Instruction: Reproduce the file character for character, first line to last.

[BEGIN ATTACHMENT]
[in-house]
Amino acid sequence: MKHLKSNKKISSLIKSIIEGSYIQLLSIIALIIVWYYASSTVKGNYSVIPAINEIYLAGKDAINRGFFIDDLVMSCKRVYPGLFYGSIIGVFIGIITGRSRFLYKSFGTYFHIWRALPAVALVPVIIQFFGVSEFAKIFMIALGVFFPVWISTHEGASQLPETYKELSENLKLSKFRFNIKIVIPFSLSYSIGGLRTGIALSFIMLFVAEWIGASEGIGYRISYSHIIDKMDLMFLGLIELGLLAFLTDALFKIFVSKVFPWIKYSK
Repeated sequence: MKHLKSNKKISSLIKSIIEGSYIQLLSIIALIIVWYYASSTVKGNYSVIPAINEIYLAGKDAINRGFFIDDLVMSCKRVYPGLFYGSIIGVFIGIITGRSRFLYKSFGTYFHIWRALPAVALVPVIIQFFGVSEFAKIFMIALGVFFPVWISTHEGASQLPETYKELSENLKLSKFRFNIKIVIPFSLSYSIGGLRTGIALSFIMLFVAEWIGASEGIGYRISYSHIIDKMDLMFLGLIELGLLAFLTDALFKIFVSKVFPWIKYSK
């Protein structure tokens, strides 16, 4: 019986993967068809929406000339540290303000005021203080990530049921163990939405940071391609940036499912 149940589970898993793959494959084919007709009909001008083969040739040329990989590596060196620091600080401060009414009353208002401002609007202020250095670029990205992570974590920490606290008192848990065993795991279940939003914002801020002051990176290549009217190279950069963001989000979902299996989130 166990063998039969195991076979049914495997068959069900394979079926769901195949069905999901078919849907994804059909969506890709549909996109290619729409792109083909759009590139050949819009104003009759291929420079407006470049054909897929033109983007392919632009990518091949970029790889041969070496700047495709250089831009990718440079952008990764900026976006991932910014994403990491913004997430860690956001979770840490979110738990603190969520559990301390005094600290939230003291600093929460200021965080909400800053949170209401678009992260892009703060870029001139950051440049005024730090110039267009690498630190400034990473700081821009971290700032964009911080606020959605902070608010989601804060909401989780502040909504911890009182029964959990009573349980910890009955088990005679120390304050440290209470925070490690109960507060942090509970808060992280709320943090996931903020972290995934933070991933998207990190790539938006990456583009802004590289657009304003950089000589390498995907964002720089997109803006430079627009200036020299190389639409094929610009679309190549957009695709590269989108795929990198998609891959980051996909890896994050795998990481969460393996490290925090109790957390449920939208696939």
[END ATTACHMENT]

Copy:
[in-house]
Amino acid sequence: MKHLKSNKKISSLIKSIIEGSYIQLLSIIALIIVWYYASSTVKGNYSVIPAINEIYLAGKDAINRGFFIDDLVMSCKRVYPGLFYGSIIGVFIGIITGRSRFLYKSFGTYFHIWRALPAVALVPVIIQFFGVSEFAKIFMIALGVFFPVWISTHEGASQLPETYKELSENLKLSKFRFNIKIVIPFSLSYSIGGLRTGIALSFIMLFVAEWIGASEGIGYRISYSHIIDKMDLMFLGLIELGLLAFLTDALFKIFVSKVFPWIKYSK
Repeated sequence: MKHLKSNKKISSLIKSIIEGSYIQLLSIIALIIVWYYASSTVKGNYSVIPAINEIYLAGKDAINRGFFIDDLVMSCKRVYPGLFYGSIIGVFIGIITGRSRFLYKSFGTYFHIWRALPAVALVPVIIQFFGVSEFAKIFMIALGVFFPVWISTHEGASQLPETYKELSENLKLSKFRFNIKIVIPFSLSYSIGGLRTGIALSFIMLFVAEWIGASEGIGYRISYSHIIDKMDLMFLGLIELGLLAFLTDALFKIFVSKVFPWIKYSK
């Protein structure tokens, strides 16, 4: 019986993967068809929406000339540290303000005021203080990530049921163990939405940071391609940036499912 149940589970898993793959494959084919007709009909001008083969040739040329990989590596060196620091600080401060009414009353208002401002609007202020250095670029990205992570974590920490606290008192848990065993795991279940939003914002801020002051990176290549009217190279950069963001989000979902299996989130 166990063998039969195991076979049914495997068959069900394979079926769901195949069905999901078919849907994804059909969506890709549909996109290619729409792109083909759009590139050949819009104003009759291929420079407006470049054909897929033109983007392919632009990518091949970029790889041969070496700047495709250089831009990718440079952008990764900026976006991932910014994403990491913004997430860690956001979770840490979110738990603190969520559990301390005094600290939230003291600093929460200021965080909400800053949170209401678009992260892009703060870029001139950051440049005024730090110039267009690498630190400034990473700081821009971290700032964009911080606020959605902070608010989601804060909401989780502040909504911890009182029964959990009573349980910890009955088990005679120390304050440290209470925070490690109960507060942090509970808060992280709320943090996931903020972290995934933070991933998207990190790539938006990456583009802004590289657009304003950089000589390498995907964002720089997109803006430079627009200036020299190389639409094929610009679309190549957009695709590269989108795929990198998609891959980051996909890896994050795998990481969460393996490290925090109790957390449920939208696939």